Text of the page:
the Qabbalah (sp?) may interest you – despite it being the foundation to all modern Judaism, the crux of it is that god is not a conscientious personage, but the mechanism of the universe. as such, it emphasizes your being part of the mechanism, etc., etc. “The Essential Qabbalah” (part of the real great “Essential…” series) was a great introduction. and i picked up “Kabbalistic Healing”, which is better than the cover and title suggest it to be.

    but the only thing i put any trust in is the Bible and exposition of the saints. i’m finally beginning to sincerely believe, rather than merely confessing, that a very real psychospiritual change occurs in the Christian faith – so long as you don’t fight against it too hard 😉 with that, i’d definitely suggest the wisdom literature of the old testament, “Dark Night of the Soul” by St. John of the Cross (which is the closest i’ve yet found to ‘psychospiritual programming’ while keeping one’s eyes exclusively on Christ), “Bondage of the Will” and “Christian Freedom” by Martin Luther. the Christian life requires patience. the charlatans may tell you otherwise 😉

    1. A quote from “Dancing with the Gods”, by Eric Raymond, explains something of what I’m after, and why I’m willing to read what the quacks and charlatans have to say:

      Now some theory for you skeptical types out there.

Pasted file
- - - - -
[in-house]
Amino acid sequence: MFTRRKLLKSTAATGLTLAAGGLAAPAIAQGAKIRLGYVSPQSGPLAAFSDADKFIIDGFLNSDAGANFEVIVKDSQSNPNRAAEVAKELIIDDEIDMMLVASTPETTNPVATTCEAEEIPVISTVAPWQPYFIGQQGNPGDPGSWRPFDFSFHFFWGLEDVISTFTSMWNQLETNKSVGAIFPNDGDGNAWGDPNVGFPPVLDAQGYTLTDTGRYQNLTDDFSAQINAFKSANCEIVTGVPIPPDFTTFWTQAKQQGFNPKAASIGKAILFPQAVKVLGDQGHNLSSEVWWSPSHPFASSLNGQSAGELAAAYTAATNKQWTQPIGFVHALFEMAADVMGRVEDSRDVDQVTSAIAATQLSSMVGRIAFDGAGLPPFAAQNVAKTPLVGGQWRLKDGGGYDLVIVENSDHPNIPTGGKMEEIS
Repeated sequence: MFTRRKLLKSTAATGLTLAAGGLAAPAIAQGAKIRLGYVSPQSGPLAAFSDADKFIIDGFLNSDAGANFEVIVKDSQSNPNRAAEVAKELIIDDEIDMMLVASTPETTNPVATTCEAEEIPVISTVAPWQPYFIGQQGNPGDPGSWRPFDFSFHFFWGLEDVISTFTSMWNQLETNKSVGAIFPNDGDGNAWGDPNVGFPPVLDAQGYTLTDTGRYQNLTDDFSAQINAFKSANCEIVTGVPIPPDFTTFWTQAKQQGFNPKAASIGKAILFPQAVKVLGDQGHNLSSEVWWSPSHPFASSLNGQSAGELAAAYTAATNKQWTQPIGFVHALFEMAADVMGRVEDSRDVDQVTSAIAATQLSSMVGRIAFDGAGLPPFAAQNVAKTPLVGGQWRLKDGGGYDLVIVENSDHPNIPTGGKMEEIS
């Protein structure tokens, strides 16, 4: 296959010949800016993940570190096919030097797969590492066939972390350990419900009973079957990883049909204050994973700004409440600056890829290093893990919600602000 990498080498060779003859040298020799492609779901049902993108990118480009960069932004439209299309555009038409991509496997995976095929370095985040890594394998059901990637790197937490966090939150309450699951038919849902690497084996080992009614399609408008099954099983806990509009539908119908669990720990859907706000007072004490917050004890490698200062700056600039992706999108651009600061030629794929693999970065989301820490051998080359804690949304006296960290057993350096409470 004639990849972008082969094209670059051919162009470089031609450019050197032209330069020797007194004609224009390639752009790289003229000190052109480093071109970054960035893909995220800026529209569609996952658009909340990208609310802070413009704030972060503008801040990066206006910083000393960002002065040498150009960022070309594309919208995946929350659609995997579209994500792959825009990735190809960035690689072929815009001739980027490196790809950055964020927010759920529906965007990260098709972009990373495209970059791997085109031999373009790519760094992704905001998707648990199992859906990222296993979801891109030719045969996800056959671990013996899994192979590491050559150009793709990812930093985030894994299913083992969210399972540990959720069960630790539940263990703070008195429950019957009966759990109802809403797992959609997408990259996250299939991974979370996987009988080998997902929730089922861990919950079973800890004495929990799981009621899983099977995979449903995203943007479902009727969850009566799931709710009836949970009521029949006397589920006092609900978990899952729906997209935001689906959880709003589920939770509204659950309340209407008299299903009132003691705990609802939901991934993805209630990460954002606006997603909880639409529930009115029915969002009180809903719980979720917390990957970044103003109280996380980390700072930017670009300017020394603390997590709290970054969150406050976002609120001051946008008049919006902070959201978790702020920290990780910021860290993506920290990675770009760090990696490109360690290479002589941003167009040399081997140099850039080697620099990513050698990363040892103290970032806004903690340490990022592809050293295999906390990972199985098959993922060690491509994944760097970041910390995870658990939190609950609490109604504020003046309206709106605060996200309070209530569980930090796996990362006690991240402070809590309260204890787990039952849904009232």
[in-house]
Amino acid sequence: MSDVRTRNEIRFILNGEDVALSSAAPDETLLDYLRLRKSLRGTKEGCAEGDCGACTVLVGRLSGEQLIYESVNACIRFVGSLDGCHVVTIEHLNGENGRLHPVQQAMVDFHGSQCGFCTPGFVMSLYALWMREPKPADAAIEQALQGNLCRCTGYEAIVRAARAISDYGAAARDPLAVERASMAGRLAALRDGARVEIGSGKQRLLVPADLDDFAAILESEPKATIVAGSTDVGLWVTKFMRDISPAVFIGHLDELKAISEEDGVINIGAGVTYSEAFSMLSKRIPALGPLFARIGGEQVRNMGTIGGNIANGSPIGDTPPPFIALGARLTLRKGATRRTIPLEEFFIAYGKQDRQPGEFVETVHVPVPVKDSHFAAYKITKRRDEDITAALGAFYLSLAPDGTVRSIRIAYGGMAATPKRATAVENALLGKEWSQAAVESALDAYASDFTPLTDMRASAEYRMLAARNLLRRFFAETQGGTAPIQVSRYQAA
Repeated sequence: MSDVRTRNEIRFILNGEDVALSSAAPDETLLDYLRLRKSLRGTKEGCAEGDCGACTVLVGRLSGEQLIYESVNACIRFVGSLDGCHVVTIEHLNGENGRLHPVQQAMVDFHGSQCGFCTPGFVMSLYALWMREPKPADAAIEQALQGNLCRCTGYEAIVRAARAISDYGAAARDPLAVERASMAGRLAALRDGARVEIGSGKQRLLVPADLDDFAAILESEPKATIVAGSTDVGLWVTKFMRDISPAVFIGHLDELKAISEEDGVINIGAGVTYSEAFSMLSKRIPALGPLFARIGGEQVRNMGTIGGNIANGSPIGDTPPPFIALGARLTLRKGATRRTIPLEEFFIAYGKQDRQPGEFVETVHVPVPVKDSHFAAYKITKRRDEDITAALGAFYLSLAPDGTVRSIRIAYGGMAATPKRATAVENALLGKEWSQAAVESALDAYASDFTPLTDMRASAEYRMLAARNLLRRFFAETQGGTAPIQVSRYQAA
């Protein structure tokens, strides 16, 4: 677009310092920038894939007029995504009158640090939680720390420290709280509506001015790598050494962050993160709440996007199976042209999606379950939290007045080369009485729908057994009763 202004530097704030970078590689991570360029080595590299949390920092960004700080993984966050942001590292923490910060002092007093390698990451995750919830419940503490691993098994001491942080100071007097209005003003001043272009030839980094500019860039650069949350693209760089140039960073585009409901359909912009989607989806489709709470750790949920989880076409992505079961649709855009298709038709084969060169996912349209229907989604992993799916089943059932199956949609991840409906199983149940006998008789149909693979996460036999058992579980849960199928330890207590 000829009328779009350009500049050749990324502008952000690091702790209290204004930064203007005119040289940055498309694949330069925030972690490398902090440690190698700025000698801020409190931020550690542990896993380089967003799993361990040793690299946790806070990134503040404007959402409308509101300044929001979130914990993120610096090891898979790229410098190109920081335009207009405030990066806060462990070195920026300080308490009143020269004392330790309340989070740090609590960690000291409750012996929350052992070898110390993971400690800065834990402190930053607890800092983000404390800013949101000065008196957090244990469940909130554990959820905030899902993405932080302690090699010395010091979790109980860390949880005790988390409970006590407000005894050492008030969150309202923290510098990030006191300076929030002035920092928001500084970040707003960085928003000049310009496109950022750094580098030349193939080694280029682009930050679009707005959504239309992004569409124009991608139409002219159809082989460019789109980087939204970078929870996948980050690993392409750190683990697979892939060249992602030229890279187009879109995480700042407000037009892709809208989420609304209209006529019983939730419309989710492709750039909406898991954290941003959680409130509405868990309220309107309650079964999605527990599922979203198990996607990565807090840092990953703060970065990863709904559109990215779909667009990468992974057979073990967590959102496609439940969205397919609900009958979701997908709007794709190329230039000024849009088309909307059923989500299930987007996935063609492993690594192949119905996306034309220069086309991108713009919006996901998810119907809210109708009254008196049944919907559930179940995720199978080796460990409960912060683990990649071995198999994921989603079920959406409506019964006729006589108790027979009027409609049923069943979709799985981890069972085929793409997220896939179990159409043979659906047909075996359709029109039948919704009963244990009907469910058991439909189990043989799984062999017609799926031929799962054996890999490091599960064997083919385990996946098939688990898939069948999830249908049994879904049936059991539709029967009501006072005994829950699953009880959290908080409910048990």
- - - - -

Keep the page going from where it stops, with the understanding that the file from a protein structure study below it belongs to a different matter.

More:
If my language is too “religious” for you, feel free to transpose it all into the key of psychology. Speak of archetypes and semi-independent complexes. Feel free to hypothesize that I’ve merely learned how to enter some non-ordinary mental states that change my body language, disable a few mental censors, and have me putting out signals that other people interpret in terms of certain material in their own unconscious minds.

      Fine. You’ve explained it. Correctly, even. But you can’t do it!

      And as long as you stick with the sterile denotative language of psychology, and the logical mode of the waking mind, you won’t be able to — because you can’t reach and program the unconscious mind that way. It takes music, symbolism, sex, hypnosis, wine and strange drugs, firelight and chanting, ritual and magic. Super-stimuli that reach past the conscious mind and neocortex, in and back to the primate and mammal and reptile brains curled up inside.